A robot arm on a Mars rover like
Curiosity shown in
[link] is 1.0 m long and has forceps at the free end to pick up rocks. The mass of the arm is 2.0 kg and the mass of the forceps is 1.0 kg. See
[link] . The robot arm and forceps move from rest to
$\omega =0.1\pi \phantom{\rule{0.2em}{0ex}}\text{rad}\text{/}\text{s}$ in 0.1 s. It rotates down and picks up a Mars rock that has mass 1.5 kg. The axis of rotation is the point where the robot arm connects to the rover. (a) What is the angular momentum of the robot arm by itself about the axis of rotation after 0.1 s when the arm has stopped accelerating? (b) What is the angular momentum of the robot arm when it has the Mars rock in its forceps and is rotating upwards? (c) When the arm does not have a rock in the forceps, what is the torque about the point where the arm connects to the rover when it is accelerating from rest to its final angular velocity?
Strategy
We use
[link] to find angular momentum in the various configurations. When the arm is rotating downward, the right-hand rule gives the angular momentum vector directed out of the page, which we will call the positive
z -direction. When the arm is rotating upward, the right-hand rule gives the direction of the angular momentum vector into the page or in the negative
z- direction. The moment of inertia is the sum of the individual moments of inertia. The arm can be approximated with a solid rod, and the forceps and Mars rock can be approximated as point masses located at a distance of 1 m from the origin. For part (c), we use Newton’s second law of motion for rotation to find the torque on the robot arm.
Solution
Writing down the individual moments of inertia, we have
Robot arm:
${I}_{\text{R}}=\frac{1}{3}{m}_{\text{R}}{r}^{2}=\frac{1}{3}(2.00\phantom{\rule{0.2em}{0ex}}\text{kg}){(1.00\phantom{\rule{0.2em}{0ex}}\text{m})}^{2}=\frac{2}{3}\phantom{\rule{0.1em}{0ex}}\text{kg}\xb7{\text{m}}^{2}.$ Forceps:
${I}_{\text{F}}={m}_{\text{F}}{r}^{2}=(1.0\phantom{\rule{0.2em}{0ex}}\text{kg}){(1.0\phantom{\rule{0.2em}{0ex}}\text{m})}^{2}=1.0\phantom{\rule{0.2em}{0ex}}\text{kg}\xb7{\text{m}}^{2}.$ Mars rock:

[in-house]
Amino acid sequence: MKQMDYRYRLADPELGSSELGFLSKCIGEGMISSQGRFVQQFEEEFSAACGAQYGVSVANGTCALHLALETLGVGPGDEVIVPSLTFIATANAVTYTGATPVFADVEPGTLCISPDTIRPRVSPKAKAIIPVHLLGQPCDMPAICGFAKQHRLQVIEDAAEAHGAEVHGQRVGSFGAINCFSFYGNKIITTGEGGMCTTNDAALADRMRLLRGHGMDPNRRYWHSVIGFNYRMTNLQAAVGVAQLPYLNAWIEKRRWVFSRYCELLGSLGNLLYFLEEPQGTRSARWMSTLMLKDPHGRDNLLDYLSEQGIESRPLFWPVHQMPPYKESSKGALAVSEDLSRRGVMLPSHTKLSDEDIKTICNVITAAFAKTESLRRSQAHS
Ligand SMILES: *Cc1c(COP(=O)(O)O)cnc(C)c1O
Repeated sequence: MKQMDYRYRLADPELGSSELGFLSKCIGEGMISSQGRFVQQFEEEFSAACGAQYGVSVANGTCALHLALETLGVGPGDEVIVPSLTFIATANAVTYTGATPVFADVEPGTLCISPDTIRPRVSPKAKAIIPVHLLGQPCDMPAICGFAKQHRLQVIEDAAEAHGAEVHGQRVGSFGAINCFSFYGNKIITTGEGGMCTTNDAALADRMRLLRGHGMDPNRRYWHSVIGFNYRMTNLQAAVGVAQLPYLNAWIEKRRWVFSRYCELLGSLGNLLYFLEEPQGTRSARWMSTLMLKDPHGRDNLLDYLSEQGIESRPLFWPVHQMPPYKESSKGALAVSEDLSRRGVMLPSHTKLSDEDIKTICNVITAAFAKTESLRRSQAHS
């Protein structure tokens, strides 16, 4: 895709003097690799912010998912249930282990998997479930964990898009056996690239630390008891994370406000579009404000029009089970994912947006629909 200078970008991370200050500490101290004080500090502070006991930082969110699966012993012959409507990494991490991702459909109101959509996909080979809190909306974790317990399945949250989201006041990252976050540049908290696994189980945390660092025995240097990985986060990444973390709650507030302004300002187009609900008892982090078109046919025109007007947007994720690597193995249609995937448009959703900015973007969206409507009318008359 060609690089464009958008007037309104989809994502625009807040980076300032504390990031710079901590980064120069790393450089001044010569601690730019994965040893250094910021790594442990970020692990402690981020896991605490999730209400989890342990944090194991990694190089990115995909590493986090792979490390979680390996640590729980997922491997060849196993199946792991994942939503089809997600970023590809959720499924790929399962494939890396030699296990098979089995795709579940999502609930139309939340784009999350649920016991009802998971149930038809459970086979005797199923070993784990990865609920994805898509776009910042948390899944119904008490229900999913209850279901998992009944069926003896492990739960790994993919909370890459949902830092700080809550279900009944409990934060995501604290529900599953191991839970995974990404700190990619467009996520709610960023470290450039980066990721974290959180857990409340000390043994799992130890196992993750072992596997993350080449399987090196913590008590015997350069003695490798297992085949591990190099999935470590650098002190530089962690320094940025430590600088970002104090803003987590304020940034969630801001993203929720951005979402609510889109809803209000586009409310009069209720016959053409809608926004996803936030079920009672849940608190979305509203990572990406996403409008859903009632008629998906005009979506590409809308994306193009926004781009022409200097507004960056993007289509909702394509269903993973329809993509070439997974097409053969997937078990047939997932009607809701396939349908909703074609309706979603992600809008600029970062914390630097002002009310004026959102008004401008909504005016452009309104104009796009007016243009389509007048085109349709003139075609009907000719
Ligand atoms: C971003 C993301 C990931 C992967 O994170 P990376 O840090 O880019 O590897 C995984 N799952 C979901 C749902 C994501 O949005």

${I}_{\text{MR}}={m}_{\text{MR}}{r}^{2}=(1.5\phantom{\rule{0.2em}{0ex}}\text{kg}){(1.0\phantom{\rule{0.2em}{0ex}}\text{m})}^{2}=1.5\phantom{\rule{0.2em}{0ex}}\text{kg}\xb7{\text{m}}^{2}.$ Therefore, without the Mars rock, the total moment of inertia is
Now the angular momentum vector is directed into the page in the
$\text{\u2212}\widehat{k}$ direction, by the right-hand rule, since the robot arm is now rotating clockwise.
We find the torque when the arm does not have the rock by taking the derivative of the angular momentum using
[link]$\frac{d\overrightarrow{L}}{dt}={\displaystyle \sum \overrightarrow{\tau}}.$ But since
$L=I\omega $ , and understanding that the direction of the angular momentum and torque vectors are along the axis of rotation, we can suppress the vector notation and find
which is Newton’s second law for rotation. Since
$\alpha =\frac{0.1\pi \phantom{\rule{0.2em}{0ex}}\text{rad}\text{/}\text{s}}{0.1\phantom{\rule{0.2em}{0ex}}\text{s}}=\pi \phantom{\rule{0.2em}{0ex}}\text{rad}\text{/}{\text{s}}^{2}$ , we can calculate the net torque:
The angular momentum in (a) is less than that of (b) due to the fact that the moment of inertia in (b) is greater than (a), while the angular velocity is the same.
Questions & Answers
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